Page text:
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Feeling Lost? Ready for Adventure? Career 

Feeling Lost? Ready for Adventure?

Four Ways to Find Your Career Path

High school graduation is just ahead, and you are quickly coming to a fork in the road.
You have to make decisions for yourself, such as where to work, where to go to college, and what to study. With so many choices, how do you know you’re headed in the right direction? Follow these four rules of the road as you make decisions about a  future career.

Follow Your Head . . .
Indiana has the challenge of filling more than 1 million jobs over the next 10 years, but not all jobs are created equal. Some careers pay more, and some industries—like healthcare, construction, and some manufacturing jobs—currently need workers, which usually means they offer better pay and more opportunities.

While you are making decisions about college and careers, keep some of these facts in mind:

  • The U.S. economy will grow from 140 million to 165 million jobs by 2020.
  • By 2020, 65 percent of all jobs in the economy will require postsecondary education and training beyond high school.
  • Job openings in healthcare, community services, and science, technology, engineering, and math (STEM) will grow the fastest among occupational clusters.
  • 39 million jobs in the U.S. are STEM-related. In Indiana, these advanced industries are growing, with digital and knowledge services playing a bigger role. Some of Indiana’s advanced industries include computer systems design, scientific management, engineering, motor vehicle parts manufacturing, pharmaceuticals, medical and diagnostic labs.
    (Brookings Institute)

Think carefully about where you fit into this picture. Getting ready for a career in healthcare or a STEM field with education and training sounds like it’s a good bet for your future.

But, what if those fields don’t sound like your thing? Even if you don’t love STEM right now, you can still work in technology and science, and even if you feel faint at the sight of blood, you can work in health care. Those career fields need business people in the accounting and sales offices, security officers, human resources managers, lawyers, and even poets who can write advertising copy. And, every job of the future will require some technology.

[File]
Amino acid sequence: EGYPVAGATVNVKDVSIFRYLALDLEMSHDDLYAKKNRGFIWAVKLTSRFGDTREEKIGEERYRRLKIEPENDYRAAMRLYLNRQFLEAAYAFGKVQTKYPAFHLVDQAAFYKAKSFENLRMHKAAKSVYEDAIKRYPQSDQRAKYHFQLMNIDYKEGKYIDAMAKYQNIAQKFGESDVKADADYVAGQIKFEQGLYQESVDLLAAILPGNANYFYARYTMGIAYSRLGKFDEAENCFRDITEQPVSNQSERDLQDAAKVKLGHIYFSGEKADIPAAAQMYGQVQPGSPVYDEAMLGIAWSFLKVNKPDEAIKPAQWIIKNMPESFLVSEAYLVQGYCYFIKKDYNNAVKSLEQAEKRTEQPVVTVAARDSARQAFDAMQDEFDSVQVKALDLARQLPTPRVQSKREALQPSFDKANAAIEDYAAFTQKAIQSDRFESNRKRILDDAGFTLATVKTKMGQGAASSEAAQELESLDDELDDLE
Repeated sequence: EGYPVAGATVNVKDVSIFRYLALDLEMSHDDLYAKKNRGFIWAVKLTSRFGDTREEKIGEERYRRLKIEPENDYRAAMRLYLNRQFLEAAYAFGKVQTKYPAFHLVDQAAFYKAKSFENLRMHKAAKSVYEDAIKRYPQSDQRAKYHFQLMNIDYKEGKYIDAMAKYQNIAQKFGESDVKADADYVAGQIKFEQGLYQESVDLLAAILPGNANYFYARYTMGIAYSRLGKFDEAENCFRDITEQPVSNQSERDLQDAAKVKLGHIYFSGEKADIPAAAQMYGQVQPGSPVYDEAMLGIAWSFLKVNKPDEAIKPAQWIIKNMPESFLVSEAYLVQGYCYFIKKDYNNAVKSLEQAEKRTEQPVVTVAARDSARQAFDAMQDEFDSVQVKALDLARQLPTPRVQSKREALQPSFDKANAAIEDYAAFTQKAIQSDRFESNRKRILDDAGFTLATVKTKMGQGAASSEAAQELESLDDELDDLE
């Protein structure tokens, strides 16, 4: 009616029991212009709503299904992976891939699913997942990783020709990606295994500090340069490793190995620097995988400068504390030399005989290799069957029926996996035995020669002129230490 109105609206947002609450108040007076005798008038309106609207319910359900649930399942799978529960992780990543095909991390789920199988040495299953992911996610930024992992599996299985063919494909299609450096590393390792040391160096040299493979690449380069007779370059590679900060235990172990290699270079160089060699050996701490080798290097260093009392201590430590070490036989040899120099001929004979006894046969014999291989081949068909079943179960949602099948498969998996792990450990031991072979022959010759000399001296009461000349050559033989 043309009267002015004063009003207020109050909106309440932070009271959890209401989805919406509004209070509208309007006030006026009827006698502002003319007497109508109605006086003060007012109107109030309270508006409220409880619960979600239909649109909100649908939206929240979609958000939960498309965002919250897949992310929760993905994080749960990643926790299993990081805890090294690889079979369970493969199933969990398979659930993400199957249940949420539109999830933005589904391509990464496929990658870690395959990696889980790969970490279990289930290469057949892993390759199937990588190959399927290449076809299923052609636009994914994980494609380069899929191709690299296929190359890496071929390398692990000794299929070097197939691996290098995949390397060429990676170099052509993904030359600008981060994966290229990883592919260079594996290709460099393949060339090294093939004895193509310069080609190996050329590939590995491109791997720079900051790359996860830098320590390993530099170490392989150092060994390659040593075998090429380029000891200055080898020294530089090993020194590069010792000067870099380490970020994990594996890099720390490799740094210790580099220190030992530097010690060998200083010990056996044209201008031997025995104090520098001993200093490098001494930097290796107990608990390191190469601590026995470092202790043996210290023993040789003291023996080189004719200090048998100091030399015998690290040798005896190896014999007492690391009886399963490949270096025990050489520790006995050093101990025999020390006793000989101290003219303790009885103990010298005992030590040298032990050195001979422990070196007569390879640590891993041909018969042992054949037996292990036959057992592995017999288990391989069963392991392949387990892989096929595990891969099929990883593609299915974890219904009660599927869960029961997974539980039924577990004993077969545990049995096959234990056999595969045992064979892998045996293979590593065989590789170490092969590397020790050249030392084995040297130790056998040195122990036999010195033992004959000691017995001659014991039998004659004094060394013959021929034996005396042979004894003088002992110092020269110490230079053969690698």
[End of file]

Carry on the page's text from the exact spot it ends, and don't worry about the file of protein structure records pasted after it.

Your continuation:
. . . And Your Heart
By this point in high school, you should know:

  • Classes and activities you like
  • Classes and activities you don’t like
  • What you are good at, and your strengths and weaknesses in academics, social life and summer jobs
  • What matters to you: money, location, or working conditions? Are you happiest working indoors, or outdoors? Desk job, or do you hate sitting still? Working mostly with things (data or machines, for example) or people?

Knowing these things about yourself are key to finding a career you’ll love—or at least like. Not every career decision needs to be strictly about average pay or unemployment rates. Some of the most rewarding careers that benefit or transform society—think of amazing teachers, social workers, religious leaders, political activists and great artists—don’t always fit neatly into “highest-paying” or “most prestigious”
career boxes.

Use a Map . . .
Online career assessment and career exploration will expand your vision of potential majors and  career paths.

Some of the best of the Web:

  • LearnMoreIndiana.org has personality quizzes and other resources to get from where you are today to the life and career you want.
  • Indiana Career Explorer (indianacareerexplorer.com) takes you through career assessments, ways to explore occupations, training and education options, tools to create cover letters, resumes, a shareable e-Portfolio and numerous job search tools. You can use it for life, throughout every stage of education and through career transitions. Even better: After you set up an account, the first career assessment takes less than 10 minutes to complete, so you can get started on your future in less time than it takes to scroll through Instagram. You might be using it already. If so, make sure you keep it updated and share your plan with your parents and school counselor.
  • The Bureau of Labor Statistics Occupational Outlook Handbook (bls.gov/ooh) can help you find career information, education and training, pay, and outlook for hundreds of occupations. You can browse highest-paying, fast-growing jobs, or browse featured occupations that you may never have thought of. Recently featured: historian, information security analyst, sociologist, chemical engineer, and technical writer.
  • My Next Move (mynextmove.org) from O*Net Online and the U.S. Department of Labor, asks: “What do you want to do for a living?” You can check out careers in groups, such as those with a bright outlook and registered apprenticeships. or, sort by your interests or how much job prep is needed, from little or none all the way to extensive education and training.

 

. . . But Be Open to New Directions
Knowing yourself well and being prepared to make good career decisions are important, but also be prepared to discover new things that will open up exciting possibilities. People change jobs—and often change career fields entirely—throughout their lives. Be prepared to keep learning. On the road of life, you’ll run into a few bumps, but with effort, you’ll be ready for the journey, wherever it takes you.

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